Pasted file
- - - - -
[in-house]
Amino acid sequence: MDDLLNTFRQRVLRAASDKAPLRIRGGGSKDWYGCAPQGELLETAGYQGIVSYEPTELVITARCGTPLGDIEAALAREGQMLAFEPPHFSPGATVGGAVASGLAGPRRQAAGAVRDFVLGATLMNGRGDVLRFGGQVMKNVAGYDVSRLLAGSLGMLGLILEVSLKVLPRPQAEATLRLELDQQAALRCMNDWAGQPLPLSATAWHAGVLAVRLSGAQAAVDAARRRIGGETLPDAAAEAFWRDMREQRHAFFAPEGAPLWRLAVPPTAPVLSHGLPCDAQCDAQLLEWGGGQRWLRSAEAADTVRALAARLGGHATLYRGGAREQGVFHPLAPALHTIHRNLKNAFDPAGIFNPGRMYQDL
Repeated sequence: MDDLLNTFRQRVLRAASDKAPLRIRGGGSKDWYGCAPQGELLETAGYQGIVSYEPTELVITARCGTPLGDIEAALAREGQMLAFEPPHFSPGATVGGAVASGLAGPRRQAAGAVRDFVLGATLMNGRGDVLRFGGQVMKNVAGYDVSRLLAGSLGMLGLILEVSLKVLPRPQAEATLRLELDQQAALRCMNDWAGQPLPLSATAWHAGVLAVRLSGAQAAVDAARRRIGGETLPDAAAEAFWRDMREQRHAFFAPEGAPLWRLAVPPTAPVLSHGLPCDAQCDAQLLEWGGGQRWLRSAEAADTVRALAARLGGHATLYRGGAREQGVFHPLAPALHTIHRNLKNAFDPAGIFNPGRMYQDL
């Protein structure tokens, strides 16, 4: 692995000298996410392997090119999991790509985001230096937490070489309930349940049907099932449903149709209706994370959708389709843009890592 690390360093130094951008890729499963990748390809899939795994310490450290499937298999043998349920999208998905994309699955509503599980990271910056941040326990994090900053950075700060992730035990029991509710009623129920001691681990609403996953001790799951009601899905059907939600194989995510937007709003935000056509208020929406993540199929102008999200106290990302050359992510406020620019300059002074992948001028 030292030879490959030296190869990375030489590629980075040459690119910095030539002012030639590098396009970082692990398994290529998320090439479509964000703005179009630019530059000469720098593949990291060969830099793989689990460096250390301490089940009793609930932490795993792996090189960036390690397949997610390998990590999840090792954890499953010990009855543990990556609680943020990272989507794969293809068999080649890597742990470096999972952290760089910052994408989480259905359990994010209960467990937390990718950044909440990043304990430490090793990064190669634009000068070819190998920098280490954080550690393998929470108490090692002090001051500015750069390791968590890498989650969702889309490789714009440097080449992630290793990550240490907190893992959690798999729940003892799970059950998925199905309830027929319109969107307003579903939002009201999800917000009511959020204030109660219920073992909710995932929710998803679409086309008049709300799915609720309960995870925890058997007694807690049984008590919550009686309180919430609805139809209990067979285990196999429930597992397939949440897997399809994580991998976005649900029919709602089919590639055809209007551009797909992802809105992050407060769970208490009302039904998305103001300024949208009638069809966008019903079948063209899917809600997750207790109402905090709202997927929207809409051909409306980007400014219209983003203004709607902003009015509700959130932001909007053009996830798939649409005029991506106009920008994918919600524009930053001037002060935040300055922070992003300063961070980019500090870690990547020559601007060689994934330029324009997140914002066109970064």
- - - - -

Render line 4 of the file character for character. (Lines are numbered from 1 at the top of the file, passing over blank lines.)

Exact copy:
């Protein structure tokens, strides 16, 4: 692995000298996410392997090119999991790509985001230096937490070489309930349940049907099932449903149709209706994370959708389709843009890592 690390360093130094951008890729499963990748390809899939795994310490450290499937298999043998349920999208998905994309699955509503599980990271910056941040326990994090900053950075700060992730035990029991509710009623129920001691681990609403996953001790799951009601899905059907939600194989995510937007709003935000056509208020929406993540199929102008999200106290990302050359992510406020620019300059002074992948001028 030292030879490959030296190869990375030489590629980075040459690119910095030539002012030639590098396009970082692990398994290529998320090439479509964000703005179009630019530059000469720098593949990291060969830099793989689990460096250390301490089940009793609930932490795993792996090189960036390690397949997610390998990590999840090792954890499953010990009855543990990556609680943020990272989507794969293809068999080649890597742990470096999972952290760089910052994408989480259905359990994010209960467990937390990718950044909440990043304990430490090793990064190669634009000068070819190998920098280490954080550690393998929470108490090692002090001051500015750069390791968590890498989650969702889309490789714009440097080449992630290793990550240490907190893992959690798999729940003892799970059950998925199905309830027929319109969107307003579903939002009201999800917000009511959020204030109660219920073992909710995932929710998803679409086309008049709300799915609720309960995870925890058997007694807690049984008590919550009686309180919430609805139809209990067979285990196999429930597992397939949440897997399809994580991998976005649900029919709602089919590639055809209007551009797909992802809105992050407060769970208490009302039904998305103001300024949208009638069809966008019903079948063209899917809600997750207790109402905090709202997927929207809409051909409306980007400014219209983003203004709607902003009015509700959130932001909007053009996830798939649409005029991506106009920008994918919600524009930053001037002060935040300055922070992003300063961070980019500090870690990547020559601007060689994934330029324009997140914002066109970064």